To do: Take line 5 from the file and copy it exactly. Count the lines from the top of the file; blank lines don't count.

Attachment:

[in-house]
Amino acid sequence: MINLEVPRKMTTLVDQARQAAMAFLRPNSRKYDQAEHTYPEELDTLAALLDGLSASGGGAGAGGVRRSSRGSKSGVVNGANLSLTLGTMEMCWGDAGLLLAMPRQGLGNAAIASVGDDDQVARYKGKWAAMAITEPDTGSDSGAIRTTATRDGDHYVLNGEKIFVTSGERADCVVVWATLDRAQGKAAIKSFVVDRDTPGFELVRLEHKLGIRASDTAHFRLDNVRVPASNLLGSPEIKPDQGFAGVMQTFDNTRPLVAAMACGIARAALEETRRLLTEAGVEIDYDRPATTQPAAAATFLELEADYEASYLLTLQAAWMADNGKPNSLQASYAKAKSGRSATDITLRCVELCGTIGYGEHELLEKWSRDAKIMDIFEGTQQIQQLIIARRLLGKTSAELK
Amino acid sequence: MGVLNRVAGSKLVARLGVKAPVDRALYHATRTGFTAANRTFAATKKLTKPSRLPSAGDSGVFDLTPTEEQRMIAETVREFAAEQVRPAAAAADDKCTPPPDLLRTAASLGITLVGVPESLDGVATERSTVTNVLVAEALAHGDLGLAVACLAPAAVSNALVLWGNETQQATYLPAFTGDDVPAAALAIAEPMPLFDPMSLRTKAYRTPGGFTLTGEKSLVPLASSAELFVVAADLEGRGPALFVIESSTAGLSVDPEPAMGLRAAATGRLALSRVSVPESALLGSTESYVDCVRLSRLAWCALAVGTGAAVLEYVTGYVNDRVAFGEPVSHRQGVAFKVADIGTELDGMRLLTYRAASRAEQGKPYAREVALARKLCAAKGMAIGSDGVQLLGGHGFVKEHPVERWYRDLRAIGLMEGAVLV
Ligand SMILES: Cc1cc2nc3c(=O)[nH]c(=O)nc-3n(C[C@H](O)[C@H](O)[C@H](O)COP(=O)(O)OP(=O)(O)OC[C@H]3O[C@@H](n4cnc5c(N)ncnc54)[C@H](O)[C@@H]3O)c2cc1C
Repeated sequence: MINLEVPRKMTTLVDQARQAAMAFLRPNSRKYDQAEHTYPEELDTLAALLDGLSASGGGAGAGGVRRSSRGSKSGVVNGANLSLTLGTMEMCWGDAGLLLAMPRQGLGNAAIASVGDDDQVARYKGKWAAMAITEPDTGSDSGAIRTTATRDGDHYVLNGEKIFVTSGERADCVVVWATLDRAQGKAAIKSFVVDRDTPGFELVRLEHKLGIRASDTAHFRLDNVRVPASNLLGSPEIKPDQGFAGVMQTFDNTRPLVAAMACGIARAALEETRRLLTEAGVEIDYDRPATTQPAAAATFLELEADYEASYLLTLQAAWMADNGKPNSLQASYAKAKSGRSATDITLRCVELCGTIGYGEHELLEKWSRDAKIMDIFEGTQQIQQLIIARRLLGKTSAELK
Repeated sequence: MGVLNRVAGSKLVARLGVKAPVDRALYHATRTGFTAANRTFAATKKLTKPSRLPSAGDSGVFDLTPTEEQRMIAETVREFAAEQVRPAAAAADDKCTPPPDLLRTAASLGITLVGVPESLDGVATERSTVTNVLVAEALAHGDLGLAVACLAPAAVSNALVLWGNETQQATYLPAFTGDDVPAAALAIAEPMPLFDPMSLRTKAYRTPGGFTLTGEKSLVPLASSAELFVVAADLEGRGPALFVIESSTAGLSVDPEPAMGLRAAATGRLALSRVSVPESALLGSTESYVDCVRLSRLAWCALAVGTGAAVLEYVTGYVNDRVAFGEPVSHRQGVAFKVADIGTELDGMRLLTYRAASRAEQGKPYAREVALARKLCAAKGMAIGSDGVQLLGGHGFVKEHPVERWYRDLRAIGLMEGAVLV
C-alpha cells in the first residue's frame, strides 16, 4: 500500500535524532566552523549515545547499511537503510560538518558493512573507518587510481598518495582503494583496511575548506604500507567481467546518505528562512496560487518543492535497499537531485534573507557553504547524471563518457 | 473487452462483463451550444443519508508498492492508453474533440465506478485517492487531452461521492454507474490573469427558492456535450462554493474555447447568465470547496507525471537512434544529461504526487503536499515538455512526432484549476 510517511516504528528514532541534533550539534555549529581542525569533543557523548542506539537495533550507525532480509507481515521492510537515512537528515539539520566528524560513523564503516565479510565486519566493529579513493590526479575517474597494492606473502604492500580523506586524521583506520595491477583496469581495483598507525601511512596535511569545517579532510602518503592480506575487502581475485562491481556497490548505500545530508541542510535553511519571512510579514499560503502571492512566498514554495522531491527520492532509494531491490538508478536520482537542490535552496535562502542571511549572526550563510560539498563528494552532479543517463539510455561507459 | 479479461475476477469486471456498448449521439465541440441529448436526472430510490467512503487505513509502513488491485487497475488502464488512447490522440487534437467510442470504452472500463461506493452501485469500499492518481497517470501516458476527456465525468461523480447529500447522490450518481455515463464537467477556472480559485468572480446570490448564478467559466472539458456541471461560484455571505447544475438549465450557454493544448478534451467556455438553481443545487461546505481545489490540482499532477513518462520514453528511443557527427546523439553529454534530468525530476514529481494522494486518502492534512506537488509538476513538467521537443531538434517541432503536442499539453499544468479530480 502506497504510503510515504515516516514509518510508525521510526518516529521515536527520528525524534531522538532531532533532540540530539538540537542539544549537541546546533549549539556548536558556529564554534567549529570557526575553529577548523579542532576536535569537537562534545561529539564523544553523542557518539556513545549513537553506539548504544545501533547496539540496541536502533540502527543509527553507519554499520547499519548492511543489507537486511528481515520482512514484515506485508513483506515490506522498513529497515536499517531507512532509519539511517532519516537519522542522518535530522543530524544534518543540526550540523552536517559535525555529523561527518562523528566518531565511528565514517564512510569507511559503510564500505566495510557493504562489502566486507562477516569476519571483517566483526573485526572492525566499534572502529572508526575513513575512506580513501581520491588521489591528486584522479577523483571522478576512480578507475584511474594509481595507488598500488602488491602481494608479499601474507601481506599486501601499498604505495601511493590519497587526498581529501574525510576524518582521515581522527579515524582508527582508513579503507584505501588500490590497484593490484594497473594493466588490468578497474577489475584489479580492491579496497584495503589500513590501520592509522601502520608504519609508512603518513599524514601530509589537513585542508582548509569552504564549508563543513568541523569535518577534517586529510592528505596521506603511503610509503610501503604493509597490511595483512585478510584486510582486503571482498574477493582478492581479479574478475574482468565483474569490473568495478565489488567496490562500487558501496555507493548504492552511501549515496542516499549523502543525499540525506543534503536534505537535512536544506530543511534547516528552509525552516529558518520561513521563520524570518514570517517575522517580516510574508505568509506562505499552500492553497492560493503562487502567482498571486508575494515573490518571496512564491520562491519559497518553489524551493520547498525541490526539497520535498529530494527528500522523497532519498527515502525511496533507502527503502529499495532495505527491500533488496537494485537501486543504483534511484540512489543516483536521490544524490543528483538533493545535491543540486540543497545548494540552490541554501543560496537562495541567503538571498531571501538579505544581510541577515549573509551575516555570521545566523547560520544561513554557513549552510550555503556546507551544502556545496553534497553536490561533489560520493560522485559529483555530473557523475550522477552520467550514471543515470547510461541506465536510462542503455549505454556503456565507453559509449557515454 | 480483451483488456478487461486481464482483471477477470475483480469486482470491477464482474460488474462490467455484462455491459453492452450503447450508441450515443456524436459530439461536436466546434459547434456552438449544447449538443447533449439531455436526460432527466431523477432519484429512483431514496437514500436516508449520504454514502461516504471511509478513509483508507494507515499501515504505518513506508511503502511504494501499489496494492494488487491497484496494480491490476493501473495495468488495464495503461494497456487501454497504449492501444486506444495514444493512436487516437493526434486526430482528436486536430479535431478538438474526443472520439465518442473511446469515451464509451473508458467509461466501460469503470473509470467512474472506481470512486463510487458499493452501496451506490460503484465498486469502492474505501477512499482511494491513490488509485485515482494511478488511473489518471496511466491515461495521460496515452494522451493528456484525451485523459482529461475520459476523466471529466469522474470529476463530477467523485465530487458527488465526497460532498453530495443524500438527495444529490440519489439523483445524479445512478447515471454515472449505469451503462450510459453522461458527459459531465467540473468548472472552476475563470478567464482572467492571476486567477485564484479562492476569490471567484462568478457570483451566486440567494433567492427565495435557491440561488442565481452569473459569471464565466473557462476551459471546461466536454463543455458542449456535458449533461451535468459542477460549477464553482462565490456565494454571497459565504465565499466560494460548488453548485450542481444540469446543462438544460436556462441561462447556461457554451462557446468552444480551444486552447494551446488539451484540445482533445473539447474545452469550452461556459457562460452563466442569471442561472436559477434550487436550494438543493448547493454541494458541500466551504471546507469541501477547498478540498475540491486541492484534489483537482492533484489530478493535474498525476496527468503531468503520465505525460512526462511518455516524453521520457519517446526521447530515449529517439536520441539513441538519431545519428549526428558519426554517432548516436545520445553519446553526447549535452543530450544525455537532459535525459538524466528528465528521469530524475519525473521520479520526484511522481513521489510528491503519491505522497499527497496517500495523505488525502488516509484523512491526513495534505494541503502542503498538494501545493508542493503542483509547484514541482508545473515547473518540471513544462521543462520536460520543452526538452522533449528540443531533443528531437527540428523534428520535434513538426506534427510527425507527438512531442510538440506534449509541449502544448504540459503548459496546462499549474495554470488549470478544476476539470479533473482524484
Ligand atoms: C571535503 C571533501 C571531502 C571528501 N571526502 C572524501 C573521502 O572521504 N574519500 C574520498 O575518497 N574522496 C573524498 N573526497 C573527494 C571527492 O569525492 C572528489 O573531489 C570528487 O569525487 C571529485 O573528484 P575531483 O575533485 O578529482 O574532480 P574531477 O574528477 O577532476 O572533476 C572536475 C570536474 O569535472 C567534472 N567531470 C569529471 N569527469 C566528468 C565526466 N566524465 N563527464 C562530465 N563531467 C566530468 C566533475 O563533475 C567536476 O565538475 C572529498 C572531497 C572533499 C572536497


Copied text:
Repeated sequence: MINLEVPRKMTTLVDQARQAAMAFLRPNSRKYDQAEHTYPEELDTLAALLDGLSASGGGAGAGGVRRSSRGSKSGVVNGANLSLTLGTMEMCWGDAGLLLAMPRQGLGNAAIASVGDDDQVARYKGKWAAMAITEPDTGSDSGAIRTTATRDGDHYVLNGEKIFVTSGERADCVVVWATLDRAQGKAAIKSFVVDRDTPGFELVRLEHKLGIRASDTAHFRLDNVRVPASNLLGSPEIKPDQGFAGVMQTFDNTRPLVAAMACGIARAALEETRRLLTEAGVEIDYDRPATTQPAAAATFLELEADYEASYLLTLQAAWMADNGKPNSLQASYAKAKSGRSATDITLRCVELCGTIGYGEHELLEKWSRDAKIMDIFEGTQQIQQLIIARRLLGKTSAELK